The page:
Tuesday, September 06, 2005

Farid Ghadry Instills Confidence

Journalists are battling over the question of whether President Asad will cancel his New York trip. Elaph and al-Seyassa - both notorious for being gossip rags - started the conjecture a few days ago. Elaph's account was copied by al-Mustaqbal today, presumably giving it more credibility. But Sami al-Khaymi, the smart Syrian ambassador in London, says it is still on in this story:


Beirut, 5 Sept. (AKI) - There are conflicting reports regarding the planned visit of Syria's president Bashar al-Assad to New York in mid-September to represent his country at a crucial summit on United Nations reform. Syrian sources have told Adnkronos International (AKI) that the president would not be attending the meeting in New York, but did not give reasons for the decision. However, Syria's ambassador to London, Sami al-Khaymi, interviewed by Lebanese television network LBC, said the "the visit is confirmed even if there could be last minute changes".
The following story gives us a small glimpse into the moral quandaries of Arab militants who go to join the fighting in Iraq. It also suggests that it isn't hard to get to Iraq though Syria, despite the growing number of Syrian arrests.


Rabat, 5 Sept. (AKI) - The Syria authorities have arrested and deported a Moroccan militant, Izzedine al-Nuwail. The man had already crossed from Syria into neighbouring Iraq to join the insurgency, but his career as an insurgent was cut short when he reportedly refused to carry out a suicide attack on a busy Baghdad market and returned to Syria.

During his stay in Damascus, Izzedine said he had behaved "normally, often going to the grand Omayyade mosque". Taking minor Syrian roads, he managed to slip across the border into northwestern Iraq. However, he refused to drive a vehicle packed with explosives into a market in Baghdad where many women shopped with their children. He returned to Syria, where he was arrested and handed over to Moroccan police in Rabat.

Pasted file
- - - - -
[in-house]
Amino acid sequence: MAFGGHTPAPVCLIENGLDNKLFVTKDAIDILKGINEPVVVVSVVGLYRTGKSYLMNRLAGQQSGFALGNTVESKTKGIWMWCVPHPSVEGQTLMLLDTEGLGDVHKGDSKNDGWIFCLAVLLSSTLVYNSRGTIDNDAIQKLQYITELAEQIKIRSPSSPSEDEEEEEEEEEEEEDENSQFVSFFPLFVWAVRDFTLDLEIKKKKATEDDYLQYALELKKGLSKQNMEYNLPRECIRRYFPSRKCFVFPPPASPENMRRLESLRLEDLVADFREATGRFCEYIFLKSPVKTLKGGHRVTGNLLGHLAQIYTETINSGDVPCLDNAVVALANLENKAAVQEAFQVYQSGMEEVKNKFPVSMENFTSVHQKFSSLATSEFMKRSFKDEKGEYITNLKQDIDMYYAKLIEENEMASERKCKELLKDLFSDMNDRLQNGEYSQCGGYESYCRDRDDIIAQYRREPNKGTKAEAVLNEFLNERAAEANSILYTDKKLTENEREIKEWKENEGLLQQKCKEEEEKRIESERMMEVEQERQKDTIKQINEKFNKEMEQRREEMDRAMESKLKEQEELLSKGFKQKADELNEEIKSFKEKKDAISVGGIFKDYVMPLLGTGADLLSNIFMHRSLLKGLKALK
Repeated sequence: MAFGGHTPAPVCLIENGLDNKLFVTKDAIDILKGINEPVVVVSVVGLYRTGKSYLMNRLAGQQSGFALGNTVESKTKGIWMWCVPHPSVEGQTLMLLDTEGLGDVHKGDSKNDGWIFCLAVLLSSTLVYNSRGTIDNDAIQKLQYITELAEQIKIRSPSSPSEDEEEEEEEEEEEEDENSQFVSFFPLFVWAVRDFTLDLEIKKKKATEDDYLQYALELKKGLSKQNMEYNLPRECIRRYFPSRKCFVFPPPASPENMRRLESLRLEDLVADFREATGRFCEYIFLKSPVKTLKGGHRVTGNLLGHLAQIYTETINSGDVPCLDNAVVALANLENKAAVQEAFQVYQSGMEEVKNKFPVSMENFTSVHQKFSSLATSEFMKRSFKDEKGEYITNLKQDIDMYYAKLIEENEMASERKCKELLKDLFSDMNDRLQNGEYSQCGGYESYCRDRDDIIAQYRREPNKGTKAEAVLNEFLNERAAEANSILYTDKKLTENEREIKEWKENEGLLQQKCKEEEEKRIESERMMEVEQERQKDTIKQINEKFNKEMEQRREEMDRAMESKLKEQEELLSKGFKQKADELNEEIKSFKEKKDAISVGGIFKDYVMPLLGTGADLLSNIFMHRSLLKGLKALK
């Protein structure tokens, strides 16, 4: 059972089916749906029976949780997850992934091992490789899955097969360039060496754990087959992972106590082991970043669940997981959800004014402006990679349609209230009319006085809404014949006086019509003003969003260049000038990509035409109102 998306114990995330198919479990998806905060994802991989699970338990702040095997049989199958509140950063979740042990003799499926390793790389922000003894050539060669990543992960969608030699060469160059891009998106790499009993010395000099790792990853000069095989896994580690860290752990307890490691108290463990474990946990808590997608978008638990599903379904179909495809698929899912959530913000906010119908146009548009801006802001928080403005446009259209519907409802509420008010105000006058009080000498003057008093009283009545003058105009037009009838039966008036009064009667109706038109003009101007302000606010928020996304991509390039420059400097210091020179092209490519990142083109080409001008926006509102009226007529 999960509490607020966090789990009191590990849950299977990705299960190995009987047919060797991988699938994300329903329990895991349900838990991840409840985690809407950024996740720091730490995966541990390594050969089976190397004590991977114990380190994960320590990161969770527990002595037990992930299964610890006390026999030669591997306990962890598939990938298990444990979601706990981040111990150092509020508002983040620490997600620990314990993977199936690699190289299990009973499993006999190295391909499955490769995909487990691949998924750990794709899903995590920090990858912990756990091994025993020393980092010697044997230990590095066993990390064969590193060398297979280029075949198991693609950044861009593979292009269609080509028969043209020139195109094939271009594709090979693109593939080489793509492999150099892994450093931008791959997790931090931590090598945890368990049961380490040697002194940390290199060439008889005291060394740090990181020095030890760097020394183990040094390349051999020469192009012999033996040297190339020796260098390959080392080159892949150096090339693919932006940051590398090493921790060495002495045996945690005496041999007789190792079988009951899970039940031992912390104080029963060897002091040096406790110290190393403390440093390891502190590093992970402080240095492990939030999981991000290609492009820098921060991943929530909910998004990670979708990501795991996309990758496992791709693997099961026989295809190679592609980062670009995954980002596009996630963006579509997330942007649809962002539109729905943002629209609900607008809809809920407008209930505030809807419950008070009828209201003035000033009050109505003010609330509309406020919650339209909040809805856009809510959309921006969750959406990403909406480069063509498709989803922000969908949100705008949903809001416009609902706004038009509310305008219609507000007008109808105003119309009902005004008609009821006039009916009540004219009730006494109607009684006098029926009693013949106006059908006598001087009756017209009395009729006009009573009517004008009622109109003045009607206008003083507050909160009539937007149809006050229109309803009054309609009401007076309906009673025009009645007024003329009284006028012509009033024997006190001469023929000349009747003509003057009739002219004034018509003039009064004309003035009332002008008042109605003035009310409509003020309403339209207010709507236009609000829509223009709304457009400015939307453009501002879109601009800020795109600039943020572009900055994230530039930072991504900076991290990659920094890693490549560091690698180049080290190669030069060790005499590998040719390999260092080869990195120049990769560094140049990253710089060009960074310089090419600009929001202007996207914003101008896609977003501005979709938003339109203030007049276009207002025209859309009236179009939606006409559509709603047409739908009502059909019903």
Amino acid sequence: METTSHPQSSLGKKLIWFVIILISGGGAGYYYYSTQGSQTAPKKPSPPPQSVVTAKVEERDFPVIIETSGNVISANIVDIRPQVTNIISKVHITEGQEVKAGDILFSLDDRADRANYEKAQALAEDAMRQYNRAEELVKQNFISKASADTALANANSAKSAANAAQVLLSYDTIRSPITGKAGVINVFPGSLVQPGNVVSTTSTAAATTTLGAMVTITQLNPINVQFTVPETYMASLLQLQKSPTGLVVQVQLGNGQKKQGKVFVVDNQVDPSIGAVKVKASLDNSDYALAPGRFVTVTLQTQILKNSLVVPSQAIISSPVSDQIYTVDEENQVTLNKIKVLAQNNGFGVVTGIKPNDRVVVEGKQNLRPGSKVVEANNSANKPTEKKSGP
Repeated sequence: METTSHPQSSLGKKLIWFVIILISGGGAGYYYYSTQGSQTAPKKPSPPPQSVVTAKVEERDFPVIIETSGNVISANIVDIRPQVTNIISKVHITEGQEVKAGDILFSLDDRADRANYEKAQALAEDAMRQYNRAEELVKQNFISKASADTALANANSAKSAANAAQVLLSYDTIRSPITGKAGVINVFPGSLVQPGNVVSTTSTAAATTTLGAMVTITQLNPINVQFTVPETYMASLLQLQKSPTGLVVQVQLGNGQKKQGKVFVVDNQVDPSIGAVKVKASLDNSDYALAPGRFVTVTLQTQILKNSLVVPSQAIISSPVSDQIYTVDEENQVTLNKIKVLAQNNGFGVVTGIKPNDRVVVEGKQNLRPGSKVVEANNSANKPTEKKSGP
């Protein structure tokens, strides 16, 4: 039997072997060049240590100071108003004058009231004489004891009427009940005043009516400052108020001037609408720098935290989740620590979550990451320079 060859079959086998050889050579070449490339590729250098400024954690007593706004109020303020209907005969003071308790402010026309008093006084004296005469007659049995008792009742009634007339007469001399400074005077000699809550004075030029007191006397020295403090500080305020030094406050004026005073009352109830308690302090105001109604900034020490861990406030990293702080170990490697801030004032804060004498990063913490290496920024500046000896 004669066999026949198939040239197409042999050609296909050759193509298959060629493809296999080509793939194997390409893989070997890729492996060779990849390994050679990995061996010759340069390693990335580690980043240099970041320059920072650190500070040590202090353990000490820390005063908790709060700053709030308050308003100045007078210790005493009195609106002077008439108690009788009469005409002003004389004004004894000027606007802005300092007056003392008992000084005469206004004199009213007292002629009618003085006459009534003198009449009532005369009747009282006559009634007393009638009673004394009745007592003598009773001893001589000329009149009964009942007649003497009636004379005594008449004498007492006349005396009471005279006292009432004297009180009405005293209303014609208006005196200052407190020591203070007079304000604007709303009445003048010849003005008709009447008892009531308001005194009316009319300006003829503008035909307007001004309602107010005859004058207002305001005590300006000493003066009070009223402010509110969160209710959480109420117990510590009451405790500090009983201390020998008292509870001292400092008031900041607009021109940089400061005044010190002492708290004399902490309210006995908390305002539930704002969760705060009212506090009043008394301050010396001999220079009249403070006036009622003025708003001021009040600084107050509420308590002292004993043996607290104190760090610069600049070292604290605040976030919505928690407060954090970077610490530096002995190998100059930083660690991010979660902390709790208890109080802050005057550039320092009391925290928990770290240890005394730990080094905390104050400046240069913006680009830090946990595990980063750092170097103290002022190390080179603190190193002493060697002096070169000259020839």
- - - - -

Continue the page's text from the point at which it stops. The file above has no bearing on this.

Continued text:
Izzedine had allegedly traveled to Damascus with two other men from the Moroccan city of Casablanca, where the group allegedly recruited a Syrian and a Jordanian. The Syrian border is believed to be one of the main entry points for militants to cross into Iraq, where the northwestern part of the country has become one of the main war zones for United States troops battling the insurgency.
This opinion piece by the Saudi journalist Wafaa al-Rasheed, expresses the way many feel in Syria. Sectarianism remains one of the most difficult problems throughout the region. The Syrian government does little diffuse its true source - intolerance and scriptural rigidity. Although Syrian schoolbooks teach that Christians will go to heaven after the Muslims and are a protected people, they do not teach equality. The Christians are blamed for the existence of sectarianism in the Middle East because they refused to accept the Koran as revelation. Syrian school books do not mention the existence of different Muslim sects. Instead they continue to teach that there is only one way to follow Islam, which is to follow Sunni customs and traditions.

"The graves which we dig for ourselves," by Wafaa Al Rasheed
From Mideastwire.com
Wafaa Al Rasheed, a Saudi writer, wrote in Al Hayat, a pan-Arab newspaper, on September 5: "Poor Iraq, and poor are its libraries, museums, and streets, for Arab people and statues have become bereft of all feeling… History has never witnessed a country whose own people seem to be conspiring against it to tear it apart." Iraq is a country that is occupied by those who claimed they are liberating it, while its own people are writing a constitution that will result in Shiite control over the country, something which will give Americans the excuse to divide Iraq, Al Rasheed said.